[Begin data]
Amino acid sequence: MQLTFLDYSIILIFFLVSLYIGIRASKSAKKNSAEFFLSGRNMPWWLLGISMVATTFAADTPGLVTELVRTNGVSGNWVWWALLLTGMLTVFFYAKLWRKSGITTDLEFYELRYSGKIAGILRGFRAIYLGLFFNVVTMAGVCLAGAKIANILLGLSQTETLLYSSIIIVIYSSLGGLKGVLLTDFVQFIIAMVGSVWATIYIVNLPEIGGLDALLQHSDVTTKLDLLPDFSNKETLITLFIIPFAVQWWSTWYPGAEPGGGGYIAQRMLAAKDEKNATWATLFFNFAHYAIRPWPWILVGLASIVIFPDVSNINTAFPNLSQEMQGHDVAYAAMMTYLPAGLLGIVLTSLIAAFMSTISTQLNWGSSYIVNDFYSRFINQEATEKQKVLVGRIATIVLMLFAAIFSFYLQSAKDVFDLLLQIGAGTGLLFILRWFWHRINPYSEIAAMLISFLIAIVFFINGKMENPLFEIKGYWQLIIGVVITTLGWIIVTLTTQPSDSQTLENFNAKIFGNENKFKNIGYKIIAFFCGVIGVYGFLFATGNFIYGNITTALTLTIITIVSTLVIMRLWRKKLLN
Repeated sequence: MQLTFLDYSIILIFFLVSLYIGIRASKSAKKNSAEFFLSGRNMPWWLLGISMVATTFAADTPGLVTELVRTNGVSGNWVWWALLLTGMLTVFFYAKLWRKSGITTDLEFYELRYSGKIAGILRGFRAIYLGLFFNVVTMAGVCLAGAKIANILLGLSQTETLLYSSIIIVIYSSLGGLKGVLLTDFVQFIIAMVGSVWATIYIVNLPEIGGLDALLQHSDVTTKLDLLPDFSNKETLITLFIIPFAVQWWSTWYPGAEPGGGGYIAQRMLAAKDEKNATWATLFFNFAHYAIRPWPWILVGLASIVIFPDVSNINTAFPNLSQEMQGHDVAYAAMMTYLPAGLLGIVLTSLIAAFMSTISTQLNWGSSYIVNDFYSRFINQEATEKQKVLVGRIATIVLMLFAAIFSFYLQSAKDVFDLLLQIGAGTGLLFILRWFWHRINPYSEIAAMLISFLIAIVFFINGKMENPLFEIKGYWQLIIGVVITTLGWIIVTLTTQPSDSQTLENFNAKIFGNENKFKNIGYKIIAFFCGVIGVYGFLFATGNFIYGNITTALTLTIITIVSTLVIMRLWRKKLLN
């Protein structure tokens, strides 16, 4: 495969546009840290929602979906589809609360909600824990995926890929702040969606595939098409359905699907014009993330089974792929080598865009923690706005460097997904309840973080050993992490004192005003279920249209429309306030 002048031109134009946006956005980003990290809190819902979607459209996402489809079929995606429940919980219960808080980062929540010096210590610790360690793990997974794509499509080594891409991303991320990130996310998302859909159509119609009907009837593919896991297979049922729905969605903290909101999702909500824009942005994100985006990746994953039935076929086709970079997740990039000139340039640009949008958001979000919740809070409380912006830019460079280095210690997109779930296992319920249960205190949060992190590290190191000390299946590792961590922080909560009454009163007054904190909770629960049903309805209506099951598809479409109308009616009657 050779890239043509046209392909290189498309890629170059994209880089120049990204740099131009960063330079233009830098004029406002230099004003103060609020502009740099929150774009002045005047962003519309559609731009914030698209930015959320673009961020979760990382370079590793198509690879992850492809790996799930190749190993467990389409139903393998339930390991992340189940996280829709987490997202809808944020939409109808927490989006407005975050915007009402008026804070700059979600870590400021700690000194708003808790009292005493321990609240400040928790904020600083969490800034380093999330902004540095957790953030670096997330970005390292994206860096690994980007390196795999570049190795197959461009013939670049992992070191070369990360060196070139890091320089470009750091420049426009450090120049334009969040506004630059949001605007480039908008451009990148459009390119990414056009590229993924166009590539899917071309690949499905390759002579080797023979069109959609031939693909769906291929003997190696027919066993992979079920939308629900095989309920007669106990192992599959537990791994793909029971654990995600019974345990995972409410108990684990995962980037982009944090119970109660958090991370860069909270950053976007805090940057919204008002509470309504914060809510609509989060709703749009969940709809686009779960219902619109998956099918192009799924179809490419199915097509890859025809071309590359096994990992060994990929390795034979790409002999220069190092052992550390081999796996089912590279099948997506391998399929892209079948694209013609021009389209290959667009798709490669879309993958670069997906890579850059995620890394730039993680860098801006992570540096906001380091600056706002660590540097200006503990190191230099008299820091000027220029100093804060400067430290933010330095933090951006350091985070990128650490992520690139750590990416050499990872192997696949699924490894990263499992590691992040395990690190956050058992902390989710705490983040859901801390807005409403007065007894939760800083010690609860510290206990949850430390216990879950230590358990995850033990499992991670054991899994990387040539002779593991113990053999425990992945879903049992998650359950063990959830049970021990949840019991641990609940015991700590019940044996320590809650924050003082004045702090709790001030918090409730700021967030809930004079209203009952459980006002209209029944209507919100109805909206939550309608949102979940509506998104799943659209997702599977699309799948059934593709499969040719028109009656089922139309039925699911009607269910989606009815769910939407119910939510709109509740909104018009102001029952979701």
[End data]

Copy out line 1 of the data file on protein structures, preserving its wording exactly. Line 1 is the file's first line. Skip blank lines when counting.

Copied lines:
Amino acid sequence: MQLTFLDYSIILIFFLVSLYIGIRASKSAKKNSAEFFLSGRNMPWWLLGISMVATTFAADTPGLVTELVRTNGVSGNWVWWALLLTGMLTVFFYAKLWRKSGITTDLEFYELRYSGKIAGILRGFRAIYLGLFFNVVTMAGVCLAGAKIANILLGLSQTETLLYSSIIIVIYSSLGGLKGVLLTDFVQFIIAMVGSVWATIYIVNLPEIGGLDALLQHSDVTTKLDLLPDFSNKETLITLFIIPFAVQWWSTWYPGAEPGGGGYIAQRMLAAKDEKNATWATLFFNFAHYAIRPWPWILVGLASIVIFPDVSNINTAFPNLSQEMQGHDVAYAAMMTYLPAGLLGIVLTSLIAAFMSTISTQLNWGSSYIVNDFYSRFINQEATEKQKVLVGRIATIVLMLFAAIFSFYLQSAKDVFDLLLQIGAGTGLLFILRWFWHRINPYSEIAAMLISFLIAIVFFINGKMENPLFEIKGYWQLIIGVVITTLGWIIVTLTTQPSDSQTLENFNAKIFGNENKFKNIGYKIIAFFCGVIGVYGFLFATGNFIYGNITTALTLTIITIVSTLVIMRLWRKKLLN